Press Resources Backgrounder
International Association of Fire Fighters, Local 825 v. Uniformed Professional Fire Fighters Association of Connecticut
The Fairness Center represents New Haven’s International Association of Fire Fighters, Local 825 (“Local 825” or “local union”) in defense of Local 825’s right to disassociate from the statewide firefighters’ union, Uniformed Professional Fire Fighters Association of Connecticut (“UPFFA” or “statewide union”). Two years ago, Local 825 decided to disassociate and informed UPFFA of its decision, but UPFFA officials have been unwilling to honor Local 825’s decision.
Instead, the UPFFA has continued to bill Local 825 monthly “dues” as if it remained an affiliate of UPFFA. Now, after two years of nonpayment, a collections agency is calling Local 825’s leadership and their family members in an effort to collect over $50,000 in alleged “back dues.”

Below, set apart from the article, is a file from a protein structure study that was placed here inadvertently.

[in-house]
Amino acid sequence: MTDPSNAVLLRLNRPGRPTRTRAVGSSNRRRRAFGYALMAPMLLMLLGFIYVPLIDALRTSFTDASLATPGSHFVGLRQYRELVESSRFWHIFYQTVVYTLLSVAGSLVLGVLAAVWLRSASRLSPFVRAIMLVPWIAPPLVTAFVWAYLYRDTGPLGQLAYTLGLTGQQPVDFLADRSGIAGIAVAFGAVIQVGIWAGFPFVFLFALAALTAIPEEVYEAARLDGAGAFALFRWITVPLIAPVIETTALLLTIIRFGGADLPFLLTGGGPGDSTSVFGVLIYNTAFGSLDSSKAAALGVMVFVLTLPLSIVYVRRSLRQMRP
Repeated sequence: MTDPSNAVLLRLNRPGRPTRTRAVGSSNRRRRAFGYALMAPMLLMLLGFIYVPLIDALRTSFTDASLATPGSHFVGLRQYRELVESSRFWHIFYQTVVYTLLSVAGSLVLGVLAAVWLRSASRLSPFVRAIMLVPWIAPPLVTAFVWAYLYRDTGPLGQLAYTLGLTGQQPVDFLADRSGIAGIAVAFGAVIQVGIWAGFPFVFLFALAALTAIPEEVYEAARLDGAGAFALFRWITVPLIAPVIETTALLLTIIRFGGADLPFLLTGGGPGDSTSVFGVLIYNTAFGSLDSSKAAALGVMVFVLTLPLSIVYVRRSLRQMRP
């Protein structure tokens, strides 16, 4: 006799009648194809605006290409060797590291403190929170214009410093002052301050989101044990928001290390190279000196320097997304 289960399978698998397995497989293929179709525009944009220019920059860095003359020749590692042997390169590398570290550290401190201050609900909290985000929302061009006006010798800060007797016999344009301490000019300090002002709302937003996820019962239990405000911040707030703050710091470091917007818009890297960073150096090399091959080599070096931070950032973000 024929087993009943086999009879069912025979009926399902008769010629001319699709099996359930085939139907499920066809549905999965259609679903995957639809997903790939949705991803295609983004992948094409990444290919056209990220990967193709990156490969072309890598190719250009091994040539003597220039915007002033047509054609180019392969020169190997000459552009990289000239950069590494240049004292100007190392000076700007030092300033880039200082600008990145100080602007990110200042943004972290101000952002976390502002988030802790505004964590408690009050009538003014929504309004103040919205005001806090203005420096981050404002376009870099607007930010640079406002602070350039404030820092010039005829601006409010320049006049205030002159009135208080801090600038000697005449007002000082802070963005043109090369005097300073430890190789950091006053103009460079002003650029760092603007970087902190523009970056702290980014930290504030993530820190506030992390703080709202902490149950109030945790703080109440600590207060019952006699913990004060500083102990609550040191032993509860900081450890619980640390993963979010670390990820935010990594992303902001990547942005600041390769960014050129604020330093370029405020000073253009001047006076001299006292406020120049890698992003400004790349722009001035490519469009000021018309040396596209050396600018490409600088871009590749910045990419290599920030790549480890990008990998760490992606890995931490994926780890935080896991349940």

Local 825 will ask the court to affirm its right to disassociate from UPFFA, to order that UPFFA recognize Local 825’s disassociation, and to enjoin UPFFA from attempting to collect funds from Local 825. Additionally, Local 825—which recently learned that UPFFA was misappropriating its dues before Local 825 disassociated—will request that UPFFA return a portion of dues from prior years.
Local 825 was a founding member of the statewide union and remained a member for a time. Some years ago, however, Local 825 exercised its right to disassociate, ostensibly without opposition, while keeping its ties to the international union, International Association of Fire Fighters (“IAFF”) intact. More recently, around 2006, Local 825 became a UPFFA “legislative member”—a category of partial membership within UPFFA designed to provide local unions with UPFFA’s statewide political services. Local 825 reportedly rejoined UPFFA as a legislative member because, at that time, the New Haven mayor was running for governor, and Local 825 wanted to express its view on his candidacy.